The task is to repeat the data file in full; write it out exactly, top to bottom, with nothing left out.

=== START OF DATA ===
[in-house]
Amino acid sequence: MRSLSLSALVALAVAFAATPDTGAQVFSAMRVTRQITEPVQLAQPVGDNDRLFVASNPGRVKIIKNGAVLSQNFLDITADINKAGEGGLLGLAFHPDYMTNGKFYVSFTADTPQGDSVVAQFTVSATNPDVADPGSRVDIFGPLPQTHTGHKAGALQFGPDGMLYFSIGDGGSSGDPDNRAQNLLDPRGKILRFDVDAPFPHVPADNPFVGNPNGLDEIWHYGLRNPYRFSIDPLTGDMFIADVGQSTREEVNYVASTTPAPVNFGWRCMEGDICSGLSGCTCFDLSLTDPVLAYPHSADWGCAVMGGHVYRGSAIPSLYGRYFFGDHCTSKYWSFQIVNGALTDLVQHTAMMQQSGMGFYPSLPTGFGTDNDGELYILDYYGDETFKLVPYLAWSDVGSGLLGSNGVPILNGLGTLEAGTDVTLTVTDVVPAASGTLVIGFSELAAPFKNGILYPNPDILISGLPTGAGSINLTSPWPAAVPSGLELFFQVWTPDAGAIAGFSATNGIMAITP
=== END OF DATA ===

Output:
[in-house]
Amino acid sequence: MRSLSLSALVALAVAFAATPDTGAQVFSAMRVTRQITEPVQLAQPVGDNDRLFVASNPGRVKIIKNGAVLSQNFLDITADINKAGEGGLLGLAFHPDYMTNGKFYVSFTADTPQGDSVVAQFTVSATNPDVADPGSRVDIFGPLPQTHTGHKAGALQFGPDGMLYFSIGDGGSSGDPDNRAQNLLDPRGKILRFDVDAPFPHVPADNPFVGNPNGLDEIWHYGLRNPYRFSIDPLTGDMFIADVGQSTREEVNYVASTTPAPVNFGWRCMEGDICSGLSGCTCFDLSLTDPVLAYPHSADWGCAVMGGHVYRGSAIPSLYGRYFFGDHCTSKYWSFQIVNGALTDLVQHTAMMQQSGMGFYPSLPTGFGTDNDGELYILDYYGDETFKLVPYLAWSDVGSGLLGSNGVPILNGLGTLEAGTDVTLTVTDVVPAASGTLVIGFSELAAPFKNGILYPNPDILISGLPTGAGSINLTSPWPAAVPSGLELFFQVWTPDAGAIAGFSATNGIMAITP